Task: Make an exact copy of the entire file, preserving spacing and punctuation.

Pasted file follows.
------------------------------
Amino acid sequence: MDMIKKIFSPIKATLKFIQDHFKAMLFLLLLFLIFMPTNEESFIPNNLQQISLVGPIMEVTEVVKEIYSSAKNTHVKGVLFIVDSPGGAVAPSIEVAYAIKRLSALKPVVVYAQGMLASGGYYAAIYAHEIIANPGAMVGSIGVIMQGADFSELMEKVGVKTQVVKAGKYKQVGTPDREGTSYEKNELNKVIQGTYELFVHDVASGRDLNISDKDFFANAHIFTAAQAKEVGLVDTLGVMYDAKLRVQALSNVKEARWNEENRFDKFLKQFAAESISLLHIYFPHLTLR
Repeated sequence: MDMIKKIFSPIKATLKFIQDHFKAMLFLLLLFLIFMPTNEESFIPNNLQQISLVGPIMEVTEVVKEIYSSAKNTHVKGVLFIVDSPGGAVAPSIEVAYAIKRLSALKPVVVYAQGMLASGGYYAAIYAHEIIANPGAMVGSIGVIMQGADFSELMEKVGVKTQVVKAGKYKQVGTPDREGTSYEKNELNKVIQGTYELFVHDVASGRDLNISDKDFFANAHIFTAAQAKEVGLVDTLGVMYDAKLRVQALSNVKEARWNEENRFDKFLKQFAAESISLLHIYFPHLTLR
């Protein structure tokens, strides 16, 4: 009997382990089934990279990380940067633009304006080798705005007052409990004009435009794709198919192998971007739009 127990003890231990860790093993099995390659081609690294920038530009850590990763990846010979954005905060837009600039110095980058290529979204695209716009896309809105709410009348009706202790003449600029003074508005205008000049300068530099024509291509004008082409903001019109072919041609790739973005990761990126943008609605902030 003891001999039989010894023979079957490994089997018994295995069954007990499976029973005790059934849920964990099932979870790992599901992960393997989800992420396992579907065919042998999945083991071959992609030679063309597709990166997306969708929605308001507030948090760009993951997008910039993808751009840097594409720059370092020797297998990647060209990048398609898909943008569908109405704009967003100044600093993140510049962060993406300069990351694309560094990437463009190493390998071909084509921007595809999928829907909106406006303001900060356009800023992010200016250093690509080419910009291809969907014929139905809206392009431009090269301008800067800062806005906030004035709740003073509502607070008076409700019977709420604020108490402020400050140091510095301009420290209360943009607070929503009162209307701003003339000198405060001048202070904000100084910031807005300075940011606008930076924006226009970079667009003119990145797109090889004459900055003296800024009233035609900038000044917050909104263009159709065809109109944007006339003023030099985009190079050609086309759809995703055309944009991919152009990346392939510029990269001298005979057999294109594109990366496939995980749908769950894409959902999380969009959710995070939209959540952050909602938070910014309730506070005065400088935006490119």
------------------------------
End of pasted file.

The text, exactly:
Amino acid sequence: MDMIKKIFSPIKATLKFIQDHFKAMLFLLLLFLIFMPTNEESFIPNNLQQISLVGPIMEVTEVVKEIYSSAKNTHVKGVLFIVDSPGGAVAPSIEVAYAIKRLSALKPVVVYAQGMLASGGYYAAIYAHEIIANPGAMVGSIGVIMQGADFSELMEKVGVKTQVVKAGKYKQVGTPDREGTSYEKNELNKVIQGTYELFVHDVASGRDLNISDKDFFANAHIFTAAQAKEVGLVDTLGVMYDAKLRVQALSNVKEARWNEENRFDKFLKQFAAESISLLHIYFPHLTLR
Repeated sequence: MDMIKKIFSPIKATLKFIQDHFKAMLFLLLLFLIFMPTNEESFIPNNLQQISLVGPIMEVTEVVKEIYSSAKNTHVKGVLFIVDSPGGAVAPSIEVAYAIKRLSALKPVVVYAQGMLASGGYYAAIYAHEIIANPGAMVGSIGVIMQGADFSELMEKVGVKTQVVKAGKYKQVGTPDREGTSYEKNELNKVIQGTYELFVHDVASGRDLNISDKDFFANAHIFTAAQAKEVGLVDTLGVMYDAKLRVQALSNVKEARWNEENRFDKFLKQFAAESISLLHIYFPHLTLR
């Protein structure tokens, strides 16, 4: 009997382990089934990279990380940067633009304006080798705005007052409990004009435009794709198919192998971007739009 127990003890231990860790093993099995390659081609690294920038530009850590990763990846010979954005905060837009600039110095980058290529979204695209716009896309809105709410009348009706202790003449600029003074508005205008000049300068530099024509291509004008082409903001019109072919041609790739973005990761990126943008609605902030 003891001999039989010894023979079957490994089997018994295995069954007990499976029973005790059934849920964990099932979870790992599901992960393997989800992420396992579907065919042998999945083991071959992609030679063309597709990166997306969708929605308001507030948090760009993951997008910039993808751009840097594409720059370092020797297998990647060209990048398609898909943008569908109405704009967003100044600093993140510049962060993406300069990351694309560094990437463009190493390998071909084509921007595809999928829907909106406006303001900060356009800023992010200016250093690509080419910009291809969907014929139905809206392009431009090269301008800067800062806005906030004035709740003073509502607070008076409700019977709420604020108490402020400050140091510095301009420290209360943009607070929503009162209307701003003339000198405060001048202070904000100084910031807005300075940011606008930076924006226009970079667009003119990145797109090889004459900055003296800024009233035609900038000044917050909104263009159709065809109109944007006339003023030099985009190079050609086309759809995703055309944009991919152009990346392939510029990269001298005979057999294109594109990366496939995980749908769950894409959902999380969009959710995070939209959540952050909602938070910014309730506070005065400088935006490119």